Why 10 power levels on microwaves?

When nobody uses any of them except high, defrost, and, very rarely, medium?

I use lower power levels to re-heat leftovers.

I only use 4 levels: Defrost, Reheat, Full and Popcorn. The rest are just wasted circuits.

Because the power required to take them to 11 isn’t readily available?

I use the microwave a lot for cooking and I do use the different levels depending on what I am doing. The tube actually cycles on and off the percentage of the number punched in. 10% gives you 6 secs of power and 54 seconds of rest in between. You can use the low power for sensitive stuff like chocolate.

The buttons are already there for you to punch in the minutes and seconds, so there’s no particular cost involved in offering ten power levels, so why not have it?

But, I agree - I’ve never had a desire or need to cook something at 80% power. It’s just a feature that sounds nice when you see “Ten power levels!” on the box.

It’s a little known fact that the Gokumatic Brand Microwave has a power level of OVER NINE THOUSAND!

I often use the “Power - 0” setting on my microwave when I need an extra timer.

I use all of the power levels from 5 through 10, I sometimes use the lower ones (usually 3) as well. When cooking things with a tendency to boil over (oatmeal, custard), you have to find the precise power level for your current recipe that lets it cook and just as it is about to reach that boil over point, cuts the power out and lets it recede.

A small bowl of oatmeal is usually 5, 6 or 7 depending on how much sugar is in it. Red River cereal on the other hand, doesn’t boil over as readily as oatmeal, so it’s 7 or 8. The custard I use is either 6 or 10 depending on the bowl I make it in.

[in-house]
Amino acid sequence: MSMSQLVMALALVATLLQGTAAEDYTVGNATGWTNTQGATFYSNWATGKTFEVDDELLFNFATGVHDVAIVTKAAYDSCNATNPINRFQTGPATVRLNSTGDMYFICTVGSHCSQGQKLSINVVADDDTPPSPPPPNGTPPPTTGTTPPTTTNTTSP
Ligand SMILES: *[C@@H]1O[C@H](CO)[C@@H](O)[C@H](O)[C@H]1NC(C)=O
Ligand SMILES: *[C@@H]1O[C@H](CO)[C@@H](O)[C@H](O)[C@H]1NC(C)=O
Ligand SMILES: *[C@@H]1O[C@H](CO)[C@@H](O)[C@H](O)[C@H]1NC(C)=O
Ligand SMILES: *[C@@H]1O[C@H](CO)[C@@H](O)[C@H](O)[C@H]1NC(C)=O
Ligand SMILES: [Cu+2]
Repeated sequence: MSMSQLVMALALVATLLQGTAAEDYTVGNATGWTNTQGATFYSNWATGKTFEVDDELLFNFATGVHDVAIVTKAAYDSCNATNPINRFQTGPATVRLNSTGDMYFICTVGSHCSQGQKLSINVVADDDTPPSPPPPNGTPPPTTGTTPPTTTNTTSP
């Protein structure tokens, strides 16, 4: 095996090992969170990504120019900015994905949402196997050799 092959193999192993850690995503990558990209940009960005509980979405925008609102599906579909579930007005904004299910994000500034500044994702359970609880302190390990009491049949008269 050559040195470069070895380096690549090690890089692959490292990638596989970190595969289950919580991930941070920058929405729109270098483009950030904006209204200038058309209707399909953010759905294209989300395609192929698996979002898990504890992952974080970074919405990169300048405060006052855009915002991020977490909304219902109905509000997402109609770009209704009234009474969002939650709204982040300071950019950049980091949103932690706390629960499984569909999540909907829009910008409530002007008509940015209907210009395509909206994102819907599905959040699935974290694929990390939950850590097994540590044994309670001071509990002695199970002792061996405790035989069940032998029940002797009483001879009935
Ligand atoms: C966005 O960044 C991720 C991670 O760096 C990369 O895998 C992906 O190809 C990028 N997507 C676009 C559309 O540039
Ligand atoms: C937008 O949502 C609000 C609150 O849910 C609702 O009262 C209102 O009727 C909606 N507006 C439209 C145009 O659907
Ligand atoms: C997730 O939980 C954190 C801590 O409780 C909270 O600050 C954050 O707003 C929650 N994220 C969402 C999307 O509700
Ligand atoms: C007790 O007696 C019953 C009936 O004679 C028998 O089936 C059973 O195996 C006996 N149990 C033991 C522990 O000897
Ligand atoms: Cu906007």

I use lower ones for reheating, especially more liquidy things that could use some stirring.
And I actually read my microwave manual to see what the levels were recommended for!


Yes, I almost always use the power levels unless I am just trying to boil some water or something. I use a longer cooking time and a lower power level to more evenly heat stuff. The heating in my microwave is not very even, so I let the convection of the parts that do get warm heat the parts that don’t get warm to get a more evenly heated food item.

I use the power levels all the time. I wouldn’t buy a microwave without them.

10 for cooking
8 to thaw frozen leftovers (higher settings are more likely to scorch)
4 to melt butter
2 to soften butter
0 to just use the timer

I hit “popcorn” on mine, but then set 90 percent power to prevent burning it. I know I could set a manual time at 100%, but “popcorn” at 90 is easier to remember than 1:53 (or whatever) at 100%.

Nice use of zero power for the timer.

Obligatory microwaving water urban myth and the Straight Dope Science Advisory Board response.

Guess my premise was wrong; people do use the other power levels. Good to know.

Reducing the total time by 20% and the power by 80% will not provide the same results.
If you are running at 80% power - the tube cycles on and off during the cooking time.
If you run at full power, but for 20% less time, you are not allowing for any cycle/rest periods.
Delicate food items, such as melting butter, or liquids that tend to boil over, such a soups, need those brief rest periods to turn out properly

You cannot defeat me! My power level is off the charts! I’ll send you to… another dimension!

(Seriously, I came in here to make a similar joke.)

I don’t really get it either. I assumed it was a hold over from the old days when the power setting on the microwave actually was needed (and when the manuals came with recipes!). If I want some to cook more or less I just set the timer for longer or shorter. Microwaves are for convenience! If I was going to put that much thought into the microwave power settings, I might as well just, like, start… cooking on the stove.

For those wondering what me and BBVL are babbooning on about: Check this link -->Over 9000!